Title: Scenes from an Airplane 1
Subtext: At first sight.
Date: 29 Apr 15 (Wednesday in the AM)
Time: Less than a minute
Replies: 5
Revisions: 13
Publicity: Superfeed

None but those who have experienced it can form an idea of the delicious throng of sensations which rush into an American’s bosom when he first comes in sight of Europe.

“Prepare the cabin for landing.”

She pressed her forehead hard against the window, staring into an alluring darkness between breaks in the clouds below. With a short inhale that dilated her eyes and instantaneously expanded her vision of the world, of her life, she gasped. A rooftop. And then another, and another, and then whole bunches of them adjoined together more neatly than she’d ever imagined.

Small cars and trucks buzzed about hairpin turns, around dark green gardens. It had been going on all along. Holland. Europe. The World. But in her, something had just begun.


Horse » Authorship
Elk » 10:45 AM 01 May 15
Elk » 10:25 AM 29 Apr 15

The Thread (5)

 Author's voice in grey. 

  1. Nice work capturing the essence of this initial exposure — it’s accurate and universal. The rooftop stuff is golden.

  2. I’d drop “together” from “adjoined together”. It’s a redundancy, and it breaks the flow of that sentence.

  3. Europe plays an essential part in the founding mythology of the United States. It is a fractured and fracturing mythology, fabricated as much as if not more so than it is simple truth, and yet here I am, identifying in full with the emotion. Although to be fair, I feel similarly touching down at any foreign airport, not just the first but every time, though it’s true it’s in a different way from Europe. All this knowing full well that my perceptions are clouded and disturbed by my own projections. Funny things happen on airplanes.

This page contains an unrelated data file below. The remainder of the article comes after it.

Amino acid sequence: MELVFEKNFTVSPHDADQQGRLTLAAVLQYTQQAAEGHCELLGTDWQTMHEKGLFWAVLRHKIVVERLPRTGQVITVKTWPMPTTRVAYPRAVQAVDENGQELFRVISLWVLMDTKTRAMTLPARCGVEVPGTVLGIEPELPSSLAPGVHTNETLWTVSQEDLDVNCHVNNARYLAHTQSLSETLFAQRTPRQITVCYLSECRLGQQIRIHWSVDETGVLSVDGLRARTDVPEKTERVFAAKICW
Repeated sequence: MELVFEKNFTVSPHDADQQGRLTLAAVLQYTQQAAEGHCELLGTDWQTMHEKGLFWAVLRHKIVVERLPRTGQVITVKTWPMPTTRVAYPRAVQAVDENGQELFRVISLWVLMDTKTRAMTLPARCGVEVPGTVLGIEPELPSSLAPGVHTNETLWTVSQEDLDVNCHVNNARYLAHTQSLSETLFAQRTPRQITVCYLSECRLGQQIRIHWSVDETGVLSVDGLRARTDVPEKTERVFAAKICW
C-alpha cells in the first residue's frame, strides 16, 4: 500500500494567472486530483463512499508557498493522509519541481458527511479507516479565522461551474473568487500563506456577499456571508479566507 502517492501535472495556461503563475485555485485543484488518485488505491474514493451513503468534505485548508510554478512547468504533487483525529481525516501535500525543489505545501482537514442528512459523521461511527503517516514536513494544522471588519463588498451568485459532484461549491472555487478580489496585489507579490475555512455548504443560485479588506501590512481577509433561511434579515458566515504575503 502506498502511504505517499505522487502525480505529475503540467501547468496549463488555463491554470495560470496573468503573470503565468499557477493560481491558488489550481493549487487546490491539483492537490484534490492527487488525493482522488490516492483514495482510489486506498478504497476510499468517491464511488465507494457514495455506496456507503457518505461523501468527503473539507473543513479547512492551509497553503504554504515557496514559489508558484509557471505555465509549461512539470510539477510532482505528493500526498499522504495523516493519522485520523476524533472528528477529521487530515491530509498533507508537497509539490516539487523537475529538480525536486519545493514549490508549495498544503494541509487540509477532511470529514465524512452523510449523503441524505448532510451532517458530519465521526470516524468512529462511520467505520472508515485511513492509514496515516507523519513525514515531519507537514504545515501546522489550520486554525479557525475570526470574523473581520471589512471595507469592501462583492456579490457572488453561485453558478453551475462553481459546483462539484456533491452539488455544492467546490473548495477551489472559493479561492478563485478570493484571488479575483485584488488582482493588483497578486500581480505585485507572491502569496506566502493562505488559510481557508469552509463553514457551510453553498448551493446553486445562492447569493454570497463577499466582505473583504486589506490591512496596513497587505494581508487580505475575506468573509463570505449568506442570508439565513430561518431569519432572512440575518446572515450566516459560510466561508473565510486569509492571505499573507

4. @elk — I hear you about “together”.

    @rabbit — As mountainous, oceanic, pristine and lush as Europe can look, and as urban, bustling, industrious and efficient as America can look, when I fly into Europe, I’m looking at and for cities, and when I fly into the States, it’s land and geography that make me gaze. There’s still a feeling of society in one direction and one of the wild in the other. Are the myths so strong, like lenses we can’t take off, or are they in the things themselves?

  5. Good point about city/country. I think it’s both a lens and a fact. Europe represents society, and America represents that old fashioned rugged individualism.

    @horse — Can we get attributions for the quotes in your last two pieces?

New Reply

Rooster Land
Verses & Vignettes &c.


It has been 2005 days since Rooster Land congealed online.

Nota Bene

"Expansion, that is the idea the novelist must cling to, not completion, not rounding off, but opening out." – E.M. Forster